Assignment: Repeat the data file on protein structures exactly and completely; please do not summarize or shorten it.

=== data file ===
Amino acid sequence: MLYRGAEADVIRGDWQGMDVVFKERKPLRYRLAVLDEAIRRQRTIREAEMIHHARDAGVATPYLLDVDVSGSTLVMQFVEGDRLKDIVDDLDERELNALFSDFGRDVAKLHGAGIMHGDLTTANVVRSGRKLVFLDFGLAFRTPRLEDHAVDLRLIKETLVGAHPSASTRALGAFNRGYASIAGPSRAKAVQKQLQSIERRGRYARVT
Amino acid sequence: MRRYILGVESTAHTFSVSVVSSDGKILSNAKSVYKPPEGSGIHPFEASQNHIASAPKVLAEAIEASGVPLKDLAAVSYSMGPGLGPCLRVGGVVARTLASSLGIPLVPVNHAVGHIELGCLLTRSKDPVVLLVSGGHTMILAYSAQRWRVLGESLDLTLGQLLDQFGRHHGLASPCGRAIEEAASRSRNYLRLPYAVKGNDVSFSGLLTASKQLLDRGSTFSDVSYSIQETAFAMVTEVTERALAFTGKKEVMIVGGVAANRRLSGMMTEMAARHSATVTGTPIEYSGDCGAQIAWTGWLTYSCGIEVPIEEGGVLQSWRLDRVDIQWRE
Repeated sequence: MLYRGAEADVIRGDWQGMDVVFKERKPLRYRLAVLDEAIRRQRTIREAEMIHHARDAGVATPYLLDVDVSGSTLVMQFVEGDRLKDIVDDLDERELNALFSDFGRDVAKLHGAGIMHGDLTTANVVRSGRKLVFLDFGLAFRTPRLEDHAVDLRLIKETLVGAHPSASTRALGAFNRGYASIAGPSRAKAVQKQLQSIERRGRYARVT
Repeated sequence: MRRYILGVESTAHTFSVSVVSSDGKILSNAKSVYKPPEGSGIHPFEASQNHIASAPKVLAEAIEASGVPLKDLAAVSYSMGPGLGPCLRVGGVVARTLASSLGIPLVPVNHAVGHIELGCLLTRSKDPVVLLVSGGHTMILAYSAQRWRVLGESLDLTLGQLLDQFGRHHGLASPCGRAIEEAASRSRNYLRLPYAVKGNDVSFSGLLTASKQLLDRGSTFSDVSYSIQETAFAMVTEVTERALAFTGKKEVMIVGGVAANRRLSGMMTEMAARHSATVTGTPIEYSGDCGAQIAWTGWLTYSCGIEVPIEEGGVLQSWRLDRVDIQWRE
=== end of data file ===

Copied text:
Amino acid sequence: MLYRGAEADVIRGDWQGMDVVFKERKPLRYRLAVLDEAIRRQRTIREAEMIHHARDAGVATPYLLDVDVSGSTLVMQFVEGDRLKDIVDDLDERELNALFSDFGRDVAKLHGAGIMHGDLTTANVVRSGRKLVFLDFGLAFRTPRLEDHAVDLRLIKETLVGAHPSASTRALGAFNRGYASIAGPSRAKAVQKQLQSIERRGRYARVT
Amino acid sequence: MRRYILGVESTAHTFSVSVVSSDGKILSNAKSVYKPPEGSGIHPFEASQNHIASAPKVLAEAIEASGVPLKDLAAVSYSMGPGLGPCLRVGGVVARTLASSLGIPLVPVNHAVGHIELGCLLTRSKDPVVLLVSGGHTMILAYSAQRWRVLGESLDLTLGQLLDQFGRHHGLASPCGRAIEEAASRSRNYLRLPYAVKGNDVSFSGLLTASKQLLDRGSTFSDVSYSIQETAFAMVTEVTERALAFTGKKEVMIVGGVAANRRLSGMMTEMAARHSATVTGTPIEYSGDCGAQIAWTGWLTYSCGIEVPIEEGGVLQSWRLDRVDIQWRE
Repeated sequence: MLYRGAEADVIRGDWQGMDVVFKERKPLRYRLAVLDEAIRRQRTIREAEMIHHARDAGVATPYLLDVDVSGSTLVMQFVEGDRLKDIVDDLDERELNALFSDFGRDVAKLHGAGIMHGDLTTANVVRSGRKLVFLDFGLAFRTPRLEDHAVDLRLIKETLVGAHPSASTRALGAFNRGYASIAGPSRAKAVQKQLQSIERRGRYARVT
Repeated sequence: MRRYILGVESTAHTFSVSVVSSDGKILSNAKSVYKPPEGSGIHPFEASQNHIASAPKVLAEAIEASGVPLKDLAAVSYSMGPGLGPCLRVGGVVARTLASSLGIPLVPVNHAVGHIELGCLLTRSKDPVVLLVSGGHTMILAYSAQRWRVLGESLDLTLGQLLDQFGRHHGLASPCGRAIEEAASRSRNYLRLPYAVKGNDVSFSGLLTASKQLLDRGSTFSDVSYSIQETAFAMVTEVTERALAFTGKKEVMIVGGVAANRRLSGMMTEMAARHSATVTGTPIEYSGDCGAQIAWTGWLTYSCGIEVPIEEGGVLQSWRLDRVDIQWRE